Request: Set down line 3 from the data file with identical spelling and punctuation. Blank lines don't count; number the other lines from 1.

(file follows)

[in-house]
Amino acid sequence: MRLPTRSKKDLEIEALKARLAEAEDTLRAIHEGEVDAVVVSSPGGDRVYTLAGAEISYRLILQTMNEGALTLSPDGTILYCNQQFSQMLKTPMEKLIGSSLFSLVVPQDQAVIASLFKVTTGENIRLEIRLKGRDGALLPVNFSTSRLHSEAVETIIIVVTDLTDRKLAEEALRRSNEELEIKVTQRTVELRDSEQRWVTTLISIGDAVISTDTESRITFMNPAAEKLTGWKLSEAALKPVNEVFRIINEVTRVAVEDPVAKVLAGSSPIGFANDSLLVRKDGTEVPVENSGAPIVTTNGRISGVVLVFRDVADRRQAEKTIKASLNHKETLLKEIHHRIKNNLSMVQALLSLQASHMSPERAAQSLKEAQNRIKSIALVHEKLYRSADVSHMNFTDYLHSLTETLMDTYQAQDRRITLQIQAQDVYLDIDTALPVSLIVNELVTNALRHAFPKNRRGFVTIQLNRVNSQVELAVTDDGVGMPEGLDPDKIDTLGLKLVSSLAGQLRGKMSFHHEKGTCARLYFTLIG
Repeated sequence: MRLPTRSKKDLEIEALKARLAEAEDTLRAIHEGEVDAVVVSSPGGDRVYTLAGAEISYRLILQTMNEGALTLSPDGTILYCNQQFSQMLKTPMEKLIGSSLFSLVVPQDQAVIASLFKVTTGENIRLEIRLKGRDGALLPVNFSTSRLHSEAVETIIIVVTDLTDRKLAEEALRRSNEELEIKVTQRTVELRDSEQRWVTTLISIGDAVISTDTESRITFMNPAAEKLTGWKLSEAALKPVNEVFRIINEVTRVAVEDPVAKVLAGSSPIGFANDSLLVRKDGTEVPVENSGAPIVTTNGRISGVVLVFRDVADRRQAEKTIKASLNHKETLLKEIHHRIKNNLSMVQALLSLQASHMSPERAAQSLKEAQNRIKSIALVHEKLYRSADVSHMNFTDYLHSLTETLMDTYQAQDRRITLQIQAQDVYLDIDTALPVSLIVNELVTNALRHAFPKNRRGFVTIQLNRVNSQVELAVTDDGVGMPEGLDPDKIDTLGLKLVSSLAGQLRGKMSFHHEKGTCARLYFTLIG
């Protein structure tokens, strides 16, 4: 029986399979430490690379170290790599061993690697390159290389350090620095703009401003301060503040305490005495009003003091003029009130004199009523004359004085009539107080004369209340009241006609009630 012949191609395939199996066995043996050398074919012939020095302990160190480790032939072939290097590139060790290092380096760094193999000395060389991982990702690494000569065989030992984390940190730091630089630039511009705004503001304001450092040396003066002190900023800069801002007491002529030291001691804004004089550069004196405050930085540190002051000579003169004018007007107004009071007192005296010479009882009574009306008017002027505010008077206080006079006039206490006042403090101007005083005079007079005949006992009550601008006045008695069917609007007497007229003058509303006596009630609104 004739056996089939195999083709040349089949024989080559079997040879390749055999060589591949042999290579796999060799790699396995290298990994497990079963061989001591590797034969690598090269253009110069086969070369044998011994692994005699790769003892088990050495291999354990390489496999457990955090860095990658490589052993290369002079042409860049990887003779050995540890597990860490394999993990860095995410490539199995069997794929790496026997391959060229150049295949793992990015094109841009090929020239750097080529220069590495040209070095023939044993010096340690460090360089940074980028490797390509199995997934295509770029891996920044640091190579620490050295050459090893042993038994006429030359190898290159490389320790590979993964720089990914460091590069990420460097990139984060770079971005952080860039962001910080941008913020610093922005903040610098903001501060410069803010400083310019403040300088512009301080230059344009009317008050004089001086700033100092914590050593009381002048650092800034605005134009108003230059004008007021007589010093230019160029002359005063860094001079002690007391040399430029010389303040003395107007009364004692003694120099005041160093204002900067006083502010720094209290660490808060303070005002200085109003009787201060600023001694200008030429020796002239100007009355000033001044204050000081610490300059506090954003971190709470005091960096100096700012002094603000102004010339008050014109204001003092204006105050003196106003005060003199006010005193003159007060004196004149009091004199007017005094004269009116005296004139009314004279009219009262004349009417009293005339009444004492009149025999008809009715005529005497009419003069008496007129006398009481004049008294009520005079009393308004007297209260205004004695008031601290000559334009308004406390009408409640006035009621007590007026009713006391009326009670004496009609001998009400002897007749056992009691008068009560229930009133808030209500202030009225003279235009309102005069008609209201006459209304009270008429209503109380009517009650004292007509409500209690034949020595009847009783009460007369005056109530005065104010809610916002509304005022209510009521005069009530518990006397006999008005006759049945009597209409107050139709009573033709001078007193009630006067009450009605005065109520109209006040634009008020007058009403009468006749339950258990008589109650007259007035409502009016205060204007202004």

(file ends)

Repeated sequence: MRLPTRSKKDLEIEALKARLAEAEDTLRAIHEGEVDAVVVSSPGGDRVYTLAGAEISYRLILQTMNEGALTLSPDGTILYCNQQFSQMLKTPMEKLIGSSLFSLVVPQDQAVIASLFKVTTGENIRLEIRLKGRDGALLPVNFSTSRLHSEAVETIIIVVTDLTDRKLAEEALRRSNEELEIKVTQRTVELRDSEQRWVTTLISIGDAVISTDTESRITFMNPAAEKLTGWKLSEAALKPVNEVFRIINEVTRVAVEDPVAKVLAGSSPIGFANDSLLVRKDGTEVPVENSGAPIVTTNGRISGVVLVFRDVADRRQAEKTIKASLNHKETLLKEIHHRIKNNLSMVQALLSLQASHMSPERAAQSLKEAQNRIKSIALVHEKLYRSADVSHMNFTDYLHSLTETLMDTYQAQDRRITLQIQAQDVYLDIDTALPVSLIVNELVTNALRHAFPKNRRGFVTIQLNRVNSQVELAVTDDGVGMPEGLDPDKIDTLGLKLVSSLAGQLRGKMSFHHEKGTCARLYFTLIG